M.

Joined: Sep 2013
Posts: 32
L
Full Member
Offline
Full Member
L
Joined: Sep 2013
Posts: 32
I must have skimmed over that part. Yes, play the Mozart.

Joined: Aug 2013
Posts: 123
P
Full Member
Offline
Full Member
P
Joined: Aug 2013
Posts: 123
Originally Posted by Michael Sayers
There is already one Chopin out of the four pieces. I would do the Mozart instead of the Chopin Nocturne.


M.


People who aren't really into classical music don't really notice how versatile a repertoire is, they care more about how beautiful the peices are. In this case, the nocturne crushes the rondo, so I think the nocturne is a better choice. (And if it botheres you that much then get rid of the waltz, the nocturne is a must perform if you can play it well.)


"If I decide to be an idiot, then I'll be an idiot on my own accord."
- Johann Sebastian Bach.
Joined: Jun 2009
Posts: 4,169
4000 Post Club Member
Offline
4000 Post Club Member
Joined: Jun 2009
Posts: 4,169
Originally Posted by PrestoConFuocco
People who aren't really into classical music don't really notice how versatile a repertoire is, they care more about how beautiful the pieces are. In this case, the nocturne crushes the rondo, so I think the nocturne is a better choice.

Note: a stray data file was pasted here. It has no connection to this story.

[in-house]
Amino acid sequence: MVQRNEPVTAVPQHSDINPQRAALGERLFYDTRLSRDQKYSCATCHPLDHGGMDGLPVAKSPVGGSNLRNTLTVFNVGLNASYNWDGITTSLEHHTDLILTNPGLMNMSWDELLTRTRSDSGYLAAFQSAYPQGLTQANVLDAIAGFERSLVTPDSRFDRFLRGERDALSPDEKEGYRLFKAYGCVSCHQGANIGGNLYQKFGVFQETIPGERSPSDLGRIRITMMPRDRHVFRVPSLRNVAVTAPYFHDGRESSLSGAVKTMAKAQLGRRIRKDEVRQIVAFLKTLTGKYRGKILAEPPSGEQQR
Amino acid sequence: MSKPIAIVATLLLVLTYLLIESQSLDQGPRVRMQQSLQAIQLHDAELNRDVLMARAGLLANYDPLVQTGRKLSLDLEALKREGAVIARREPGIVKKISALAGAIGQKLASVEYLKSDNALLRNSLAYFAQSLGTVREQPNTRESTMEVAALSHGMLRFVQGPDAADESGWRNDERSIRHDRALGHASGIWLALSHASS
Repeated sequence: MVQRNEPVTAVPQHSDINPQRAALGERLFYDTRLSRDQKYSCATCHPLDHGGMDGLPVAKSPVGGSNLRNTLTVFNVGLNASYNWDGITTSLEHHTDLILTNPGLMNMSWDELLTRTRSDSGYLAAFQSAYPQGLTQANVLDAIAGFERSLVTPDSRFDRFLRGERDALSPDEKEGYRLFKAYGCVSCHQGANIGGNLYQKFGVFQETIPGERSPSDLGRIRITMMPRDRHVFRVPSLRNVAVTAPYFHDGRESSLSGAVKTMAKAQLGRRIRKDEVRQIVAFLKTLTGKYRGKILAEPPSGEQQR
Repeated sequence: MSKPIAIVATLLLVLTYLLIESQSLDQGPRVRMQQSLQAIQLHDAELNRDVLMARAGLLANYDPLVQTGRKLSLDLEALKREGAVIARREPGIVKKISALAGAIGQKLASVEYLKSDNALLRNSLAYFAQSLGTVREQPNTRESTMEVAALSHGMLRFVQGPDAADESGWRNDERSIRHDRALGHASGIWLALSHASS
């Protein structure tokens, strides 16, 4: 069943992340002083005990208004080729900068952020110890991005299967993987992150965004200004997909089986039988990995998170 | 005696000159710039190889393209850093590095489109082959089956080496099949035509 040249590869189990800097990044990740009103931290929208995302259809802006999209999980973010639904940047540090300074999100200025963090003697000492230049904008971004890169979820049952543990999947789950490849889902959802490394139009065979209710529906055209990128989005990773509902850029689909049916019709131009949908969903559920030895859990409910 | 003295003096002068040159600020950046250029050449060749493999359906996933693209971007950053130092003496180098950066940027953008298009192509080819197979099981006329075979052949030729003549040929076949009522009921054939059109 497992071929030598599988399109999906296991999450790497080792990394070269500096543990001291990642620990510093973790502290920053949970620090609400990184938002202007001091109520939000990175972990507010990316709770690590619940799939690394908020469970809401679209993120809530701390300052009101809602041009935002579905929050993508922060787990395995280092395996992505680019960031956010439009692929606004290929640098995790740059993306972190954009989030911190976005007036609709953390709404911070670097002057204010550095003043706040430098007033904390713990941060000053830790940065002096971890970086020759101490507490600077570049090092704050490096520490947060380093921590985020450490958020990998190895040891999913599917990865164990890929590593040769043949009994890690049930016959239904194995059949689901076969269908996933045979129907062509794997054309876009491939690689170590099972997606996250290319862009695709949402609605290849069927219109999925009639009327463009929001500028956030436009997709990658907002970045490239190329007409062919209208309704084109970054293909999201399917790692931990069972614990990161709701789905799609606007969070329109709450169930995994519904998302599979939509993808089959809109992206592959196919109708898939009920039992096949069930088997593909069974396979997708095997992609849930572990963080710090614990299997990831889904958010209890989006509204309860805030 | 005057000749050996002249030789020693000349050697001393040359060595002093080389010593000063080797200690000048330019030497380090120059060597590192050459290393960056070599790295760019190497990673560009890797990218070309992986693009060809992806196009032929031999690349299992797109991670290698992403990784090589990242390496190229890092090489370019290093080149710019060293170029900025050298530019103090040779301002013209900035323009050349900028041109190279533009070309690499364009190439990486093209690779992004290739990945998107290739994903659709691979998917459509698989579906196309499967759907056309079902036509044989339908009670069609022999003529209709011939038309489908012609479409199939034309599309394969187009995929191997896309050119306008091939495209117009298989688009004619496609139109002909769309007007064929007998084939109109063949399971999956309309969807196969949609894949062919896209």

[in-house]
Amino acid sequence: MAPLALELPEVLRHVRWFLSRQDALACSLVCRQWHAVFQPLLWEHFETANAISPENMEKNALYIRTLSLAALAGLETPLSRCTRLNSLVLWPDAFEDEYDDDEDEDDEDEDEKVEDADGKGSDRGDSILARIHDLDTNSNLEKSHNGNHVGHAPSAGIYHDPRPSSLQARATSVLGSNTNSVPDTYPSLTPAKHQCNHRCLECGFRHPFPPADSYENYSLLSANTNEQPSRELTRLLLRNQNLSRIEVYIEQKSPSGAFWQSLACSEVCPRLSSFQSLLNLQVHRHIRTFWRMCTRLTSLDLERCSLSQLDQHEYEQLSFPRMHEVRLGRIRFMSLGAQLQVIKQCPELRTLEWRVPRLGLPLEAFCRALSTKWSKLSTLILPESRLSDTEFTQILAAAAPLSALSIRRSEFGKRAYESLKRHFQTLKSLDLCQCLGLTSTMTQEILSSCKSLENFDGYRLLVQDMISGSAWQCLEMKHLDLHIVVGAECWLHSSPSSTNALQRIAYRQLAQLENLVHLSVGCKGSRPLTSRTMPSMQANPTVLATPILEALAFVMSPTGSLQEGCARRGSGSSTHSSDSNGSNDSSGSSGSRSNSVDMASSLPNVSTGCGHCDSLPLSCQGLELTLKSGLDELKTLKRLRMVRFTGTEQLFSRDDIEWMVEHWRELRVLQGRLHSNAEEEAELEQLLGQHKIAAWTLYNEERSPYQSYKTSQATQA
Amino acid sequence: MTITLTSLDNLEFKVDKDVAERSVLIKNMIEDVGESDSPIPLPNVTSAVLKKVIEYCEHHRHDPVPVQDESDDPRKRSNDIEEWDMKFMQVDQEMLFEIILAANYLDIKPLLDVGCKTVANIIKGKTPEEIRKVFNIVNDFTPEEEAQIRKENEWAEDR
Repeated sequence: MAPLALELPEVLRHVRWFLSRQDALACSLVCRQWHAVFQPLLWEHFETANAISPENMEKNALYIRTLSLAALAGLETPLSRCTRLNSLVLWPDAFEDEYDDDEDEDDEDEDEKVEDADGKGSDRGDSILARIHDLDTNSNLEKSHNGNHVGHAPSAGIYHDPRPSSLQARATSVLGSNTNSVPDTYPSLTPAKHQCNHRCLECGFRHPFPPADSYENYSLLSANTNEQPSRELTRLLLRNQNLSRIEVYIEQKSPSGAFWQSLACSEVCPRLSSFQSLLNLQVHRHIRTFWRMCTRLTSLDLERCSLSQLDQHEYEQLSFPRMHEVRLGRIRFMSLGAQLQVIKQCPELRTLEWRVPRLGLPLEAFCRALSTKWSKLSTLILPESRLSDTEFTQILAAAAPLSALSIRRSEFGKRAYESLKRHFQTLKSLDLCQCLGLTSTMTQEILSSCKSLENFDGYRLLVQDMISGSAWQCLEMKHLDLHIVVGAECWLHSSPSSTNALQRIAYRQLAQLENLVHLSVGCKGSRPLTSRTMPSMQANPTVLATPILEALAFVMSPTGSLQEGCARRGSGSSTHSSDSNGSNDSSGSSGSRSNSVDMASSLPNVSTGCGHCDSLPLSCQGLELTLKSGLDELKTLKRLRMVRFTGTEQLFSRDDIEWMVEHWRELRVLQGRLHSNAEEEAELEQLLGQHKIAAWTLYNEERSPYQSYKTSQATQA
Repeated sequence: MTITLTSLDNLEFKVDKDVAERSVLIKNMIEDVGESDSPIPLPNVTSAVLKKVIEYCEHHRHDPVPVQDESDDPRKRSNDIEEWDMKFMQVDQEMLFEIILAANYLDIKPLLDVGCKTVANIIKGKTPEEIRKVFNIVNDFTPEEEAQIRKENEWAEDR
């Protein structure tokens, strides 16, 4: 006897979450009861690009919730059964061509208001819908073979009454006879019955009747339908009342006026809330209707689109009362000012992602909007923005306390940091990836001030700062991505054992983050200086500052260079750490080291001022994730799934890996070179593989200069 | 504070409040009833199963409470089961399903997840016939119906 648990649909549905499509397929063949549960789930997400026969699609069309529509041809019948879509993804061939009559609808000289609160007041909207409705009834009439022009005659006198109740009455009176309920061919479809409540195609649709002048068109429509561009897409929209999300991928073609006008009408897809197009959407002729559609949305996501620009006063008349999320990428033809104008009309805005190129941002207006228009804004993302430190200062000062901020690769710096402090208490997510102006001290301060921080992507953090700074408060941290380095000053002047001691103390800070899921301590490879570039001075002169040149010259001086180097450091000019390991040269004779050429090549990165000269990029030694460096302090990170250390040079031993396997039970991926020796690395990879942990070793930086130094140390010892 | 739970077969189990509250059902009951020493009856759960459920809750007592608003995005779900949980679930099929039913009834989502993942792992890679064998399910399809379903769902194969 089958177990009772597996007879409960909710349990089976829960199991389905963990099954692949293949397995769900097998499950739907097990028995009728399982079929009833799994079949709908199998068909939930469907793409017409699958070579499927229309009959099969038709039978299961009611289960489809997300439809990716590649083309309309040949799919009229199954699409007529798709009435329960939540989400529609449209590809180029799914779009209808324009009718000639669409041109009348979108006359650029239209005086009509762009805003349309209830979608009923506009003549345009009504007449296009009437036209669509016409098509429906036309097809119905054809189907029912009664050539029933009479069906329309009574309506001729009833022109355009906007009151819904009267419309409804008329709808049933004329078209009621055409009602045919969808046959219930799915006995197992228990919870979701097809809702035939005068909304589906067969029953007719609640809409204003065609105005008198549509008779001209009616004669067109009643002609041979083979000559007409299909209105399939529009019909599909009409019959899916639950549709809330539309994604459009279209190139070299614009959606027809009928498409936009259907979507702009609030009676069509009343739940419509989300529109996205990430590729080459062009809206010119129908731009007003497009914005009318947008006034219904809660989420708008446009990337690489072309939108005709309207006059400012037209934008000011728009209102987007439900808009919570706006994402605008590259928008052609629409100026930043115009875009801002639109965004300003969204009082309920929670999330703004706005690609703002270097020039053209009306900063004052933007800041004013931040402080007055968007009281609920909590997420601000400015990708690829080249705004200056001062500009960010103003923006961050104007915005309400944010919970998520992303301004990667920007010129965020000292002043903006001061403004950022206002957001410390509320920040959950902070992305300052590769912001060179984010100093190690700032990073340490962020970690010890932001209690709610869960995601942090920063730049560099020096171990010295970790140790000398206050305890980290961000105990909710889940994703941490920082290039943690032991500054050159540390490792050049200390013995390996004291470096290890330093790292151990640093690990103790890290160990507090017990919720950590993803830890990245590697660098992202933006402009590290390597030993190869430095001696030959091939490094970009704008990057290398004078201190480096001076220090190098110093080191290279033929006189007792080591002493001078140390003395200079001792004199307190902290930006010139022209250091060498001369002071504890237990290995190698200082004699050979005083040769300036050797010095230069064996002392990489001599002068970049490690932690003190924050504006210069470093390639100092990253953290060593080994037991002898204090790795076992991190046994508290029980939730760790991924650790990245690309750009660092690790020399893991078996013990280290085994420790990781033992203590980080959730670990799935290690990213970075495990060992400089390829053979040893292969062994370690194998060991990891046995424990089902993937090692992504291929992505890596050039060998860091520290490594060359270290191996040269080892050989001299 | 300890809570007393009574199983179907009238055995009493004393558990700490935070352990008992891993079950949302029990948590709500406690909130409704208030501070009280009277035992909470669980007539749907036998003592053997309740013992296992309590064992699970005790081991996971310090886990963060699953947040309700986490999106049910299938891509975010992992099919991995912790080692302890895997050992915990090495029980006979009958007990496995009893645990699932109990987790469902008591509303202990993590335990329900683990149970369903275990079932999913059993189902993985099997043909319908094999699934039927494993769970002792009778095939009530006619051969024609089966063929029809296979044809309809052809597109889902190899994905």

Fair enough point about people only caring how beautiful the pieces are. As for who "wins" between 48/1 and 511, that's far from clear.

-J

Joined: Dec 2011
Posts: 422
F
Full Member
Offline
Full Member
F
Joined: Dec 2011
Posts: 422
I consider Op 48/1 being one of Chopin's greatest achievements. I really think you should play that one if you feel you can handle it.

Joined: Dec 2004
Posts: 622
W
Works1 Offline OP
500 Post Club Member
OP Offline
500 Post Club Member
W
Joined: Dec 2004
Posts: 622
Thanks all. Going to go with the Chopin. Much more difficult than the Mozart but so profound. I may also ditch the waltz (69/2) as I was only going to play that for it's recognition but otherwise an easy piece.

Joined: Jul 2010
Posts: 833
500 Post Club Member
Offline
500 Post Club Member
Joined: Jul 2010
Posts: 833
Originally Posted by Works1
Thanks all. Going to go with the Chopin. Much more difficult than the Mozart but so profound. I may also ditch the waltz (69/2) as I was only going to play that for it's recognition but otherwise an easy piece.


Good choice. I love that nocturne.

Joined: Feb 2013
Posts: 2,352
2000 Post Club Member
Offline
2000 Post Club Member